BPFI and Safeguarding Ireland launch awareness campaign on financial abuse

BPFI together with Safeguarding Ireland has launched a public awareness campaign to highlight the real risks of financial abuse and encourage adults to better plan ahead to safeguard their finances. BPFI commissioned new research for the campaign which shows that 20% of Irish adults have experience of financial abuse however many older adults still do not think that it could happen to them. The weeklong campaign includes a number of elements including media and social media outreach as well as a radio and digital advertising campaign. The campaign is also highlighting BPFI’s information booklet Safeguarding your Money Now and in the Future which can be found on a page set up specifically for the campaign.

Separately BPFI and its members recently attended a roundtable discussion on the subject of banking regulations and how to support the rights of persons with disabilities held by the Institute of Bankers and Safeguarding Ireland. Presentations from attendees provided insights into the challenges and benefits of new legislation and around approaches taken to vulnerable customers.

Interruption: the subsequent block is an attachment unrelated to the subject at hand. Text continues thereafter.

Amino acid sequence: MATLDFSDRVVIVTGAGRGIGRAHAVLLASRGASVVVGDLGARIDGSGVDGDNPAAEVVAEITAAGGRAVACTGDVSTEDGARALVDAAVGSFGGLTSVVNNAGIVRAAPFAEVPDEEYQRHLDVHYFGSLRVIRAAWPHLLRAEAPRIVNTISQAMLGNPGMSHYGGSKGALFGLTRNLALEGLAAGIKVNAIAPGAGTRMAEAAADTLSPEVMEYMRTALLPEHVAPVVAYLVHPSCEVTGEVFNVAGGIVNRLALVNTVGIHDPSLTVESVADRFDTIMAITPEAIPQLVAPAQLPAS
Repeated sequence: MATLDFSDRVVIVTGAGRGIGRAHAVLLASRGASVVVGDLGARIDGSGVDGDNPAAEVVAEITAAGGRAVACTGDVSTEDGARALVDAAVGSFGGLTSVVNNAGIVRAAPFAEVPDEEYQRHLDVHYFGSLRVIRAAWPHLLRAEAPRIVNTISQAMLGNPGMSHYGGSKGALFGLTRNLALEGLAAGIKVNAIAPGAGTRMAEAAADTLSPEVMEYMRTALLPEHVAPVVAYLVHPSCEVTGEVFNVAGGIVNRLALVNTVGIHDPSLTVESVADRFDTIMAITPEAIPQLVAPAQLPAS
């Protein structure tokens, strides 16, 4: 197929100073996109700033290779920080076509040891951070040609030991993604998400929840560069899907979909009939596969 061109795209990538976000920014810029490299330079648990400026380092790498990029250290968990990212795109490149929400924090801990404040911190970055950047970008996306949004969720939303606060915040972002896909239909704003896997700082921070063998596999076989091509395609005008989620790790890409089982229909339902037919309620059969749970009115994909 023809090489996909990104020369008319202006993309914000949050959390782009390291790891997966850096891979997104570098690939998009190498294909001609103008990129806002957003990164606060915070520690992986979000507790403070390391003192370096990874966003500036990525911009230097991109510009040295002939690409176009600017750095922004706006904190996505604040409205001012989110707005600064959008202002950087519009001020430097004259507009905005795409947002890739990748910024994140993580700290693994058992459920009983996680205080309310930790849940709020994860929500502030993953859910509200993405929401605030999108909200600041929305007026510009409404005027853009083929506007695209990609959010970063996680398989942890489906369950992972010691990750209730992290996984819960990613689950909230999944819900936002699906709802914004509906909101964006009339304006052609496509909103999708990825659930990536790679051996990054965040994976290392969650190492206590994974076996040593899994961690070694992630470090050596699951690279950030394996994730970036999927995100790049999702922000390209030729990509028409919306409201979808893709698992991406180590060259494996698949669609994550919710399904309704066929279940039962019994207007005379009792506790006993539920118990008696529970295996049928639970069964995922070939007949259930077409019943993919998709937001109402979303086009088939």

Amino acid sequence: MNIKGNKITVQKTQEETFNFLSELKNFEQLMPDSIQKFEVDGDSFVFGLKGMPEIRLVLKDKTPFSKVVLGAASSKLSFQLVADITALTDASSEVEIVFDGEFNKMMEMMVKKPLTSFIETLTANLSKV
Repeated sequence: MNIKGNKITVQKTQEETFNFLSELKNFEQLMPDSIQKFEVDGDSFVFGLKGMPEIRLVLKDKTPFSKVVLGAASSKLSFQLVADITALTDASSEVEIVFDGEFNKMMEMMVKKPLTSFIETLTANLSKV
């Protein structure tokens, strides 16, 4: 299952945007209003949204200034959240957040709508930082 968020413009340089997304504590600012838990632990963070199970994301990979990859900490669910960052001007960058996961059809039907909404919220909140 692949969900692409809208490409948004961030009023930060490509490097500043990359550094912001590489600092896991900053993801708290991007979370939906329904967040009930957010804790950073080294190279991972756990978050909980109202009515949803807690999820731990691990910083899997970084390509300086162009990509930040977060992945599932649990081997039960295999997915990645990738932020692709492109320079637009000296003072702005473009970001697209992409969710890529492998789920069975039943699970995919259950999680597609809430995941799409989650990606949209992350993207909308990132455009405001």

The comments provided by BPFI members demonstrated their dedication to best practice with regards to vulnerable customers and their efforts to train staff and put in place empathetic policies. BPFI CEO Brian Hayes provided a brief outline of BPFI activities in this area, including the BPFI Guide to Safeguarding your Money, a customer and advocate guide which gives helpful tips for customers to protect their money and which raises awareness of financial abuse, and the positive findings of the independent UCD research, which indicated widespread awareness and competence within the banking sector and a strong willingness on the part of staff to assist and protect the customer.